Fine Print is proud to announce a new addition to our blog, covering the unique and creative challenges of wallpaper reproduction.
We’ve printed a lot of wallpaper over the years. Most of our early work was built around modern custom wallpaper designs. People would send us something they liked, mostly from stock sites or hiring a graphic designer - we’d print it out and that would be the end of the transaction.
However, over time a trend began to emerge. We were seeing a lot less new designs and far more requests for reproducing old ones. A scrap of wallpaper from a grandparent’s house, a vintage print with water damage, a photo of wallpaper that no longer exists - the demand for these services inspired us to open up a whole new division staffed with designers and retouch artists.
During this process we accumulated a specialized skill set. The learning curve was steep but also fascinating. We quickly realized that no two jobs are the same, but all of them usually share a few key concerns:
Dirt, Dust & Grime
Any wallpaper that has been up for more than 10-20 years is bound to collect a lot of residue. After scanning a sample at 800dpi and zooming in to 400%, it becomes apparent that we can’t do anything with most samples without removing every last speck of dust, hair, fading and stains. Any scuff marks, wrinkles or other signs of aging are also removed.
There are cases where parts of a pattern may be too damaged, or completely missing in order to make a faithful recreation. This type of reconstruction requires ingenuity, creative problem solving, and the ability to draw and imitate a large variety of styles. Thankfully our team of designers and illustrators are up to the task. We’ll be exploring their case studies in depth on this blog.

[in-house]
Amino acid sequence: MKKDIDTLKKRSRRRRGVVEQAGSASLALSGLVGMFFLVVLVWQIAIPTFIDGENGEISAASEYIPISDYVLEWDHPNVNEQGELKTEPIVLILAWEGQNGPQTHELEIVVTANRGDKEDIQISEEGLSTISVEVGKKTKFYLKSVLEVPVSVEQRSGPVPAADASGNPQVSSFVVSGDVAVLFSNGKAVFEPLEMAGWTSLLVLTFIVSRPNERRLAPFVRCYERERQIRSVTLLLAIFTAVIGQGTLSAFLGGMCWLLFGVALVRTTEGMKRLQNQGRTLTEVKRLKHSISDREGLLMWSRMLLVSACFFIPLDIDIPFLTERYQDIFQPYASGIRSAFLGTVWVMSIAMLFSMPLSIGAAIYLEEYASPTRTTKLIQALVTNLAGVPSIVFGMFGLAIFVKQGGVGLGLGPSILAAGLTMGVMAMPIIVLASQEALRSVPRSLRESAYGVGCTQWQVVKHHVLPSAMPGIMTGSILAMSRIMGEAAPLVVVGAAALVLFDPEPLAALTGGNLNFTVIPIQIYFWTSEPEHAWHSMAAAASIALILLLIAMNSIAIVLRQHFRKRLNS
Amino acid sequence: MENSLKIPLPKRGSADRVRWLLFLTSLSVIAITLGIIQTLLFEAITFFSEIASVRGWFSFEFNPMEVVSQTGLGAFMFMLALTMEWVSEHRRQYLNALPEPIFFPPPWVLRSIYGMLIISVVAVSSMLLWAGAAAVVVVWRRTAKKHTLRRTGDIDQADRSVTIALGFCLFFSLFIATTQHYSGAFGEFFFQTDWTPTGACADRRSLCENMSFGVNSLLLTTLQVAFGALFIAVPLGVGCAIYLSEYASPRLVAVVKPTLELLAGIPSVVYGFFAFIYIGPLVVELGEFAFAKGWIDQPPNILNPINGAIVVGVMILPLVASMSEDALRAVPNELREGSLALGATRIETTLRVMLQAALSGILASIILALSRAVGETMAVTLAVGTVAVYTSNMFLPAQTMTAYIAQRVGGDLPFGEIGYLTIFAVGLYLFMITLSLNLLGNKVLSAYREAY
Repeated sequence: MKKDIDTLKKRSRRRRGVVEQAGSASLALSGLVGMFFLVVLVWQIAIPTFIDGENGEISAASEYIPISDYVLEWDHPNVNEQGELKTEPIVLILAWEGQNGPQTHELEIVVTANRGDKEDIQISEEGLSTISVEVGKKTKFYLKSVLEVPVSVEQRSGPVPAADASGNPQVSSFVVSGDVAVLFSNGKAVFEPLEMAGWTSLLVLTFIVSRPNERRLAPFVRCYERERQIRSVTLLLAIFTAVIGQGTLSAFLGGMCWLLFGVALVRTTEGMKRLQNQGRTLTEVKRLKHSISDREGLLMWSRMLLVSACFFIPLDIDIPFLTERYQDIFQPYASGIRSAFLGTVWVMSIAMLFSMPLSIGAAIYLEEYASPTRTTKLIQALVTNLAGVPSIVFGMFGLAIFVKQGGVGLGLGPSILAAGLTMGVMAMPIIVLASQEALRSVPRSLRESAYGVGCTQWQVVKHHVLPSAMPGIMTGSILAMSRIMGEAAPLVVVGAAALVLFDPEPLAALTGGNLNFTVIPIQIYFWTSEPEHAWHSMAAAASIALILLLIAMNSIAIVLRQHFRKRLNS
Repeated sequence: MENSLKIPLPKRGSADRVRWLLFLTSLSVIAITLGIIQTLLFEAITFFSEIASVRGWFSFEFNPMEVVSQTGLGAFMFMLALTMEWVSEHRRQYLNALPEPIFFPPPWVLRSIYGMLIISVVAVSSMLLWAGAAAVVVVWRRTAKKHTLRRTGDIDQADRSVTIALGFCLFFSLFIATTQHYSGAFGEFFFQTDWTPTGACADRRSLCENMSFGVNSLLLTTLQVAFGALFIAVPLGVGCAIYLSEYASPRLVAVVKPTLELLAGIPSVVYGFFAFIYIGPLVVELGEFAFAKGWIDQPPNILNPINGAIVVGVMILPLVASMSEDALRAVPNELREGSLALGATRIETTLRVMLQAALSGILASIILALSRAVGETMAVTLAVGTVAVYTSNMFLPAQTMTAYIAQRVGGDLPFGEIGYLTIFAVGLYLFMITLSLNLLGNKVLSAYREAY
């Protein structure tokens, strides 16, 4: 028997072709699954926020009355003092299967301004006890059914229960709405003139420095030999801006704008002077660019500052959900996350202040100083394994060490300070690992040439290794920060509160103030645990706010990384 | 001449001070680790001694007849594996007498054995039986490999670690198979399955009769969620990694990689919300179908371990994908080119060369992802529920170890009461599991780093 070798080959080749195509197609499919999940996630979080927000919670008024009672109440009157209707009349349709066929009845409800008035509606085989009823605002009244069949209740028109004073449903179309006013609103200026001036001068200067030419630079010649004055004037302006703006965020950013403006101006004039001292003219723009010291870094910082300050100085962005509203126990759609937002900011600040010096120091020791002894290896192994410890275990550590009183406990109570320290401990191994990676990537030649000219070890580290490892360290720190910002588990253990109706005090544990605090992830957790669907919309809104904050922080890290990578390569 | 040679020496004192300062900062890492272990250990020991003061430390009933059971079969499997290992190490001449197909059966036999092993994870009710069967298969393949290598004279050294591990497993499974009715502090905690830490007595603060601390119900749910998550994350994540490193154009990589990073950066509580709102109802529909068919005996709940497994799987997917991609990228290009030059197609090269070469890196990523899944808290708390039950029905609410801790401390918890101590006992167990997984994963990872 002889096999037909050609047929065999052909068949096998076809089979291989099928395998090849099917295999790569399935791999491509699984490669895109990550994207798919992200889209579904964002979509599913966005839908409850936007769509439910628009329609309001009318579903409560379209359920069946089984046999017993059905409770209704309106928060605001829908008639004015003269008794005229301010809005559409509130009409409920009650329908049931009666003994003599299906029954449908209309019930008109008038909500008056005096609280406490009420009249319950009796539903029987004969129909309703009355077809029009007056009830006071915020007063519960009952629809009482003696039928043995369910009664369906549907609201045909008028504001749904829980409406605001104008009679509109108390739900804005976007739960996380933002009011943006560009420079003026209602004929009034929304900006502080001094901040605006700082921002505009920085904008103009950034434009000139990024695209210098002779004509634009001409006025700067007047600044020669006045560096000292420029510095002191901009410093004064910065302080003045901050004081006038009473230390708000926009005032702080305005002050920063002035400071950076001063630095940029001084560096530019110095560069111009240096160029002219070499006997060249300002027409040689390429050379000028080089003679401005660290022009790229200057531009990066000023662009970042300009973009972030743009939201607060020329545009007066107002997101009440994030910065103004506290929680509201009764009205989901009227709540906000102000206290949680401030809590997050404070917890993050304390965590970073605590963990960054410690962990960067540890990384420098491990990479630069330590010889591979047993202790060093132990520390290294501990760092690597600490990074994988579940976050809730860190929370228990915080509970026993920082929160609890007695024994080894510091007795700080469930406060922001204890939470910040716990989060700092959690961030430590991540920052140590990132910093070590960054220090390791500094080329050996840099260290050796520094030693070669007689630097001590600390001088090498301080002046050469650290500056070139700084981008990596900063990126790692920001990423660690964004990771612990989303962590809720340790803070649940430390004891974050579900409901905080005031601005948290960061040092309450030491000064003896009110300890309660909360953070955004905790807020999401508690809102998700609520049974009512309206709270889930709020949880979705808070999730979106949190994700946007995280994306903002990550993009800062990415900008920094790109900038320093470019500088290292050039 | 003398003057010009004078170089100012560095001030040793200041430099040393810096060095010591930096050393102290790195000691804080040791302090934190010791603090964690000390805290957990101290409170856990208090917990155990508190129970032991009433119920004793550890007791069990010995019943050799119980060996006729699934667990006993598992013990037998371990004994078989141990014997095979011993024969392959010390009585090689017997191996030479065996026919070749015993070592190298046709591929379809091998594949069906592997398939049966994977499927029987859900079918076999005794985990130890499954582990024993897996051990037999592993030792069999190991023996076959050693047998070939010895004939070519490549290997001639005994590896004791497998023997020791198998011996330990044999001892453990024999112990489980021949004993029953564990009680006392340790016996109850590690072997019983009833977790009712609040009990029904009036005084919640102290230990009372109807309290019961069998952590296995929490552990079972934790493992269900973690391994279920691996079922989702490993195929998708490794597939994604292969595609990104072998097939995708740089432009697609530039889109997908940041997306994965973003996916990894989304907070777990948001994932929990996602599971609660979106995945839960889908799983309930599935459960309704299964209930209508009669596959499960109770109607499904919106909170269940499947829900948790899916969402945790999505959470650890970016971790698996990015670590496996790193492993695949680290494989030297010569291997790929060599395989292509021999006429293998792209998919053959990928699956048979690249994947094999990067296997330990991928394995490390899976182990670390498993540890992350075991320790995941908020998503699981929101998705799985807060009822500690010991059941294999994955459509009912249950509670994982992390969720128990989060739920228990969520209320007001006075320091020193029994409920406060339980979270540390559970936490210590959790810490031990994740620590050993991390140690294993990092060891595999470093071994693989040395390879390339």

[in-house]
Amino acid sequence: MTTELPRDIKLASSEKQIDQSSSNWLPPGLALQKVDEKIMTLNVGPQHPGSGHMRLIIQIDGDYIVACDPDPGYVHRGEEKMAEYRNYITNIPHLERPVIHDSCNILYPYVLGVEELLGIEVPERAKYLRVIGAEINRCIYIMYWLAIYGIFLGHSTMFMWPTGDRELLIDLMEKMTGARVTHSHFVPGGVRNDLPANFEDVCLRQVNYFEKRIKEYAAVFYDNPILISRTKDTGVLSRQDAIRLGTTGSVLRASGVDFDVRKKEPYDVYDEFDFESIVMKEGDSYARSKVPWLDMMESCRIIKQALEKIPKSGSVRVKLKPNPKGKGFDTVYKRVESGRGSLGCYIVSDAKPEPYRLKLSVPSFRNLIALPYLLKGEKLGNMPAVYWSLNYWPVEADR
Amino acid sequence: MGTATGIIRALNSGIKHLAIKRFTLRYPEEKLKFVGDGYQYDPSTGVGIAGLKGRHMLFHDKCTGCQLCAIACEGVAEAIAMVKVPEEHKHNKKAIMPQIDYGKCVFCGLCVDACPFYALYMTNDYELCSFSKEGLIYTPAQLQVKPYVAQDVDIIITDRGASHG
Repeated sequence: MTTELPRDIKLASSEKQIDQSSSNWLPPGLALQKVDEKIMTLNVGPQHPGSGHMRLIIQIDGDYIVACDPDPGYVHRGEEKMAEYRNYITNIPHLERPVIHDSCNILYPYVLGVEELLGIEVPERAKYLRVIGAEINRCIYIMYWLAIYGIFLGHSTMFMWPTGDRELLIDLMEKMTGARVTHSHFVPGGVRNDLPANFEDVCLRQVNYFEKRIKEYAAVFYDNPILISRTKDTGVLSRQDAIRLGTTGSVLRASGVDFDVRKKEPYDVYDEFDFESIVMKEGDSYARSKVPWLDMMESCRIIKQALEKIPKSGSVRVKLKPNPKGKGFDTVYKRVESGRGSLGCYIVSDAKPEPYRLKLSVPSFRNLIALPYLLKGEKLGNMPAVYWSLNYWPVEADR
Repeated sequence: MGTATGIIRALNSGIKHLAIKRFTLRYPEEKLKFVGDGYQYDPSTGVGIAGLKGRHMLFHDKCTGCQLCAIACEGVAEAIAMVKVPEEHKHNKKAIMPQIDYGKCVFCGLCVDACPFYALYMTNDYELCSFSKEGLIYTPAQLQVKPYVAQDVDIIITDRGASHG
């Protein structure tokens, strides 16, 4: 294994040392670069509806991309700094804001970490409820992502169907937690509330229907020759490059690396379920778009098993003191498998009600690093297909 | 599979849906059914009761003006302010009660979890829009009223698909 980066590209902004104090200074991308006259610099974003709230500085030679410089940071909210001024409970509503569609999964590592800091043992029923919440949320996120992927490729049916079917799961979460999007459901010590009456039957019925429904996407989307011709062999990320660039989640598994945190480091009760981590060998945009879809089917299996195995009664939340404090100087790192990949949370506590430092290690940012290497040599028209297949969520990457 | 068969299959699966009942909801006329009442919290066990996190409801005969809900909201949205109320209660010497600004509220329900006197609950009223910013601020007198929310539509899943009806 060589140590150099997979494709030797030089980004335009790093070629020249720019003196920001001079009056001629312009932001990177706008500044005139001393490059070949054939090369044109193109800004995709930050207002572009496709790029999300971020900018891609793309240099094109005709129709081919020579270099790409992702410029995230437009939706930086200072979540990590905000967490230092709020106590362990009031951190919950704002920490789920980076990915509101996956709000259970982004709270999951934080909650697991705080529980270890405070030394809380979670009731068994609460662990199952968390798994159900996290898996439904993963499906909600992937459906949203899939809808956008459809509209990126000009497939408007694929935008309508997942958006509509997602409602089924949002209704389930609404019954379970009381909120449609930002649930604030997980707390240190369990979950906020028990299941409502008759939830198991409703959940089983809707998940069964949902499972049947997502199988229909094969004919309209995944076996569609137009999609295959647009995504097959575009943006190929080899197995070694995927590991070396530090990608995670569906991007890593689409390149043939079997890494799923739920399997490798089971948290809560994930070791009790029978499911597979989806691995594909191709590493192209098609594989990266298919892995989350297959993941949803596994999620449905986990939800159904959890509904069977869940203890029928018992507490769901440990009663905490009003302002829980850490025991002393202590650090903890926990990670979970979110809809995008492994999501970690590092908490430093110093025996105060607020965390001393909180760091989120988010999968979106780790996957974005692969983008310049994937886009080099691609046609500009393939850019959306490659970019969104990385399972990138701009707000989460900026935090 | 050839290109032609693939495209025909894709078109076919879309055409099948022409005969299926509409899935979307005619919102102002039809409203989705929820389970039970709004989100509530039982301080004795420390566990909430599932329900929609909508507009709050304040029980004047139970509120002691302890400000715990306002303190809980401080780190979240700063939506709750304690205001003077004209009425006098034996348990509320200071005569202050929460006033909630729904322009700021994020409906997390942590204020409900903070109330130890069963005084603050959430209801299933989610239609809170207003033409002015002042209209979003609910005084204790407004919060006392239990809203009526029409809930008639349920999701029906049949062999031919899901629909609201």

It sounds so simple - you take two colors and you match them. Done! If only it were that simple. The truth is that color matching is an artform of its own (link to our article here). There are many factors to consider:
- Lighting conditions where comparisons are being made
- Matching an existing installation, whose color likely has shifted over time.
- The stock/finish of the paper, which may or may not add warmth to the overall tone
- The number of colors that require a match
- The intricacy of the design itself
To overcome these obstacles, our job is to separate each color. Sometimes this can be done with software, though many cases require our artists to mask them out by hand.
This entire process can take an afternoon or several days/weeks depending on these variables. We’ve definitely nailed a lot of samples on the first try, but many designs, especially those with more than 4 colors usually require multiple rounds of press proofs and clear communication with the client to stay on the same page.
Adapations & Remixes
There are special cases where someone loves a particular design, but isn’t a fan of the color palette. They will send us a pattern and specify a list of standardized colors (Pantone, Benjamin Moore, etc) which they would like to see in place of the originals.
Case Studies & Documentation
This entire process has been a rewarding learning experience and we’ve been collecting notes and photos along the way. We believe it will provide educational value to anyone who is trying to repair damaged art/photos. This entire series is dedicated to our fellow graphics nerds and all the great people out there helping to conserve the legacy of our cultural past.